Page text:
Pretty soon one of them ambles slowly over to the green plastic exercise wheel, climbs in and gives it a whirl. I wonder whether I’ll be able to draw those flying feet and have serious doubts, but I give it a go anyway….. and there’s no squabbling when a second degu arrives and also wants a turn. They fit amiably side by side and go racing round together in perfect unison. I can’t draw that.

Drawing of a degu in an exercise wheel

The plastic wheel is also very good for gnawing….

Degu gnawing plastic wheel - pencil drawing

By now I’m beginning to feel I’ve started to get to know them, and the more I watch the more I want to touch and stroke those little rounded backs, feel the sleekness of fur, and if possible very, very gently touch a fragile ear with the tip of my finger. I can’t do that, but drawing almost does it for me; my hand may be holding a pen and touching paper, but my mind is feeling fur, whiskers, skin.

I love learning. I love going back to basics, doing exercises, practising. There’s no moment in any lifetime of art practice when drawing exercises aren’t a great thing to do – I really ought to do things like this more often.

We’ve had two Sketchwalks at Cliffe Castle Park now – the first one had to be rescheduled because of snow and I couldn’t get to it, but yesterday I was able to take part. It was refreshing, incredibly useful, and a lot of fun.

Louise Garrett led both workshops and we had an enthusiastic group of Sketchers on both days. The first session concentrated mainly on contour and line, and then looked briefly at tonal values – these are just a few of the drawings done on that day:

The second session was a chance to have a good look at composition, simplifying how we see when we’re sketching on location and exploring ways to organise what we draw in the best possible way. Louise had made us all adjustable cardboard viewfinders! We used them in a variety of different exercises and discovered what an incredibly useful thing this simple tool can be.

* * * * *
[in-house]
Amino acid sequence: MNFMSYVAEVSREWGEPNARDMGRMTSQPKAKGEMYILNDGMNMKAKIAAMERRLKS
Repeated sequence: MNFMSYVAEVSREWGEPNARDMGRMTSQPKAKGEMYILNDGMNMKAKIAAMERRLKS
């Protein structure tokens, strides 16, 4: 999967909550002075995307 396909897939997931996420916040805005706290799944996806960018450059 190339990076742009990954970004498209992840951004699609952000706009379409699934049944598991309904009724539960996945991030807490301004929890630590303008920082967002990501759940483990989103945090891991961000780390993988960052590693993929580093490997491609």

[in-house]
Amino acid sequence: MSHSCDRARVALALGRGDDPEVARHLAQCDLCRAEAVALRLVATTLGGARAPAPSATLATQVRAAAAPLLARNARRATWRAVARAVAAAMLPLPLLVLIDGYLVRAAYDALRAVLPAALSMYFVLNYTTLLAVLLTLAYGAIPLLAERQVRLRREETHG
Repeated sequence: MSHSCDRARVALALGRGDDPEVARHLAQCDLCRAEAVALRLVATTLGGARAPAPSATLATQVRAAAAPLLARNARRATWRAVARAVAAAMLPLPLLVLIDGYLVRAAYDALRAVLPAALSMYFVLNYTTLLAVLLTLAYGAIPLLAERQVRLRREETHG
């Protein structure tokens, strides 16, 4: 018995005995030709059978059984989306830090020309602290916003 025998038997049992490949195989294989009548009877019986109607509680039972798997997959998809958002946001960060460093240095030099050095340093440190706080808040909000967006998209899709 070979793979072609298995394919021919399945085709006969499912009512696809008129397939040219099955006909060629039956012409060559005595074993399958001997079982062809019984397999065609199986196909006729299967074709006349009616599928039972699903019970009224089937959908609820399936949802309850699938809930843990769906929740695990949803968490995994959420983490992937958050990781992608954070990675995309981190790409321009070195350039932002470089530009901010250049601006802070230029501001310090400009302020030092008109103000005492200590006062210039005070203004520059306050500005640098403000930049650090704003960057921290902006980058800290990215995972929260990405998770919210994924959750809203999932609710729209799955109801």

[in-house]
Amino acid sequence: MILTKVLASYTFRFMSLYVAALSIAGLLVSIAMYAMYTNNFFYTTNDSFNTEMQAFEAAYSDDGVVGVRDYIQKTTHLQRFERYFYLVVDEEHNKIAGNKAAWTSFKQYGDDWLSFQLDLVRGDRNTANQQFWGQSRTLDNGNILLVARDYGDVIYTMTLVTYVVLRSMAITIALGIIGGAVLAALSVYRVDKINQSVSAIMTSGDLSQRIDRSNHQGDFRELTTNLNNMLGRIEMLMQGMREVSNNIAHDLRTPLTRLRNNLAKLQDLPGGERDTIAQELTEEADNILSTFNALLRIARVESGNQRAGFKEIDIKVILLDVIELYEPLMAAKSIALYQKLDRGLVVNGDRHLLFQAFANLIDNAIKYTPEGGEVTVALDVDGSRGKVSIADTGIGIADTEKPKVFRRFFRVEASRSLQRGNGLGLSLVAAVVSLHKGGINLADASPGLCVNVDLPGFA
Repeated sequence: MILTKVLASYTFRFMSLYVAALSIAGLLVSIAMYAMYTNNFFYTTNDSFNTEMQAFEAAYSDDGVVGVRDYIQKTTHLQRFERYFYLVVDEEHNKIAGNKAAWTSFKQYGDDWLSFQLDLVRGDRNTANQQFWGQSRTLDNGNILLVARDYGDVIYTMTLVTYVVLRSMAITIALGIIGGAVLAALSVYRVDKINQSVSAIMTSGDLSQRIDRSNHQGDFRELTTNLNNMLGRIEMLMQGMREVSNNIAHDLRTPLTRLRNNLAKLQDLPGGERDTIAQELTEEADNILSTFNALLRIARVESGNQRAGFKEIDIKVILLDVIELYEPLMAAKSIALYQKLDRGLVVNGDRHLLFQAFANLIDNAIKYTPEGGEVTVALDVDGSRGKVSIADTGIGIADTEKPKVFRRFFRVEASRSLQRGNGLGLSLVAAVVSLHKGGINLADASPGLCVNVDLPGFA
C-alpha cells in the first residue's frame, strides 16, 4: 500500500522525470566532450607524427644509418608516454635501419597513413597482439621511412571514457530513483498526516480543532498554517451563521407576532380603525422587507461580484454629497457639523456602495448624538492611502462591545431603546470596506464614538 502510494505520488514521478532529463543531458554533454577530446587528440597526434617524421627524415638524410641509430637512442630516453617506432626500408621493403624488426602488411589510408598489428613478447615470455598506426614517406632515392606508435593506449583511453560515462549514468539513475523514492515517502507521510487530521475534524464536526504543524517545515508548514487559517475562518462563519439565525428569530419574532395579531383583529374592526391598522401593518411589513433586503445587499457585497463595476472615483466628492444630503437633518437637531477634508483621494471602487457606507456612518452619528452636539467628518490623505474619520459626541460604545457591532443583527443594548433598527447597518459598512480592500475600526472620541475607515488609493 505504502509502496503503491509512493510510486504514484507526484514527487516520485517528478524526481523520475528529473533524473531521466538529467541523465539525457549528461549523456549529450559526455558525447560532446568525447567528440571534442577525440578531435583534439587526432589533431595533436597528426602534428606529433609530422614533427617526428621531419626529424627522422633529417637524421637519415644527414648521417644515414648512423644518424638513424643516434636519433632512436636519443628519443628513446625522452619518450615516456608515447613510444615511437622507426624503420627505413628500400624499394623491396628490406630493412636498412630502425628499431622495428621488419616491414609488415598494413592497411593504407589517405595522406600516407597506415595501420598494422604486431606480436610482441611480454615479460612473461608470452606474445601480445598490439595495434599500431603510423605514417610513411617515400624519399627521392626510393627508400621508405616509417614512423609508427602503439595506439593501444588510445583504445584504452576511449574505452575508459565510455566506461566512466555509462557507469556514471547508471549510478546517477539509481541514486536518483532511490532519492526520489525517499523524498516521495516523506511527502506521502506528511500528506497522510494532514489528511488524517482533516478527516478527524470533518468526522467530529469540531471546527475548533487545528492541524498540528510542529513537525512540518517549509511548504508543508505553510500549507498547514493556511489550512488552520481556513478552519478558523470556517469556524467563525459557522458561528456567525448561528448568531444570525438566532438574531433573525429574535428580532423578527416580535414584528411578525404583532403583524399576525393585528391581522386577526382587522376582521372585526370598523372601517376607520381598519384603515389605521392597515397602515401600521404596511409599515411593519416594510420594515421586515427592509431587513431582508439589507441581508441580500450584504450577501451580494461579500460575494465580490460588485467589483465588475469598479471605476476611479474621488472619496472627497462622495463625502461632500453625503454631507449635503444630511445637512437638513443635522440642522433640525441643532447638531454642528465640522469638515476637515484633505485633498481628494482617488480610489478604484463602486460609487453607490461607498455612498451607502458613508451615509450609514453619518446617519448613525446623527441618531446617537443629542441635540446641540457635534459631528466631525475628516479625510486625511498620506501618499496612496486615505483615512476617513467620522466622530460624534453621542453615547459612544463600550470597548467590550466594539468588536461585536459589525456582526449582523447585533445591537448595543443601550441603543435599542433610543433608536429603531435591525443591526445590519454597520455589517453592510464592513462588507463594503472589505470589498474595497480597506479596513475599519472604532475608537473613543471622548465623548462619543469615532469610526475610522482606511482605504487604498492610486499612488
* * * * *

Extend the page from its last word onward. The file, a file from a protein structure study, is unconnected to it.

One of the things Louise asked us to do was to look at an earlier sketch we’d done previously in the glasshouses, and then draw the same object from various angles using a viewfinder. I had a sketch of a hanging cactus in my sketchbook that I’d done a few weeks ago, so I advanced on the same plant viewfinder in hand, and very quickly realised that if I’d had this handy tool with me when I drew it before, things would have gone much more smoothly from the start.

Hanging cactus, sketchbook page

Hanging cactus, viewfinder thumbnails

In fact, with the viewfinder I’d have been able to tackle the crazy angles of the clothes-airer that the cactus hangs from without getting all despairing about it.

Lastly, I made an effort to try to record as many of our group as I could with a quick scribble – hoping it would also help me remember everyone’s names.

Sketchwalk participants examining their cardboard viewfinders

Another pair of Sketchwalks will be happening later this Spring, and judging by the way the first two sessions went and the response we’ve had they’ll be well attended. Sketching on location is getting increasingly popular and it doesn’t matter whether you’re a complete beginner or a sketcher with a lifetime’s experience – these sort of practice sessions are a real boost, and a great way to explore drawing and enjoy it in the company of others.

Ever thought you might like to join in and try sketching in the glasshouses and the park at Cliffe Castle?

Ferns in a hanging watering can, in the glasshouses Cliffe Castle

Louise Garrett and I are planning a series of Sketchwalks at Cliffe Castle. They’ll be a kind of cross between what Urban Sketchers call a sketchcrawl (a fairly informal get-together at a prearranged spot to meet, sketch and enjoy each others company) – and a guided workshop.

We’ll be welcoming Sketchers of all levels of ability and experience – even those who have never sketched before but who’d like to – and exploring sketching skills in the newly opened glasshouses and around the park. A bonus is that the café in the glasshouses is now open!

The sessions will be led by Louise, and the first is on Wednesday February 28th, from 10.30 – 12.30.

The Sketchwalks are being supported by the Parks Dept and Cliffe Castle Conservation Group and are being advertised locally to anyone interested in sketching. They’ll be in sets of 2, the first set Feb 28th and March 14th, and the second set May 16th and May 30th. Numbers have to be limited, due to the workshop format and space limitations – so if you’re interested, more information is on Facebook here – and if you’d like to reserve a place, email cliffe.castle.park@bradford.gov.uk – and you’ll get your place confirmed.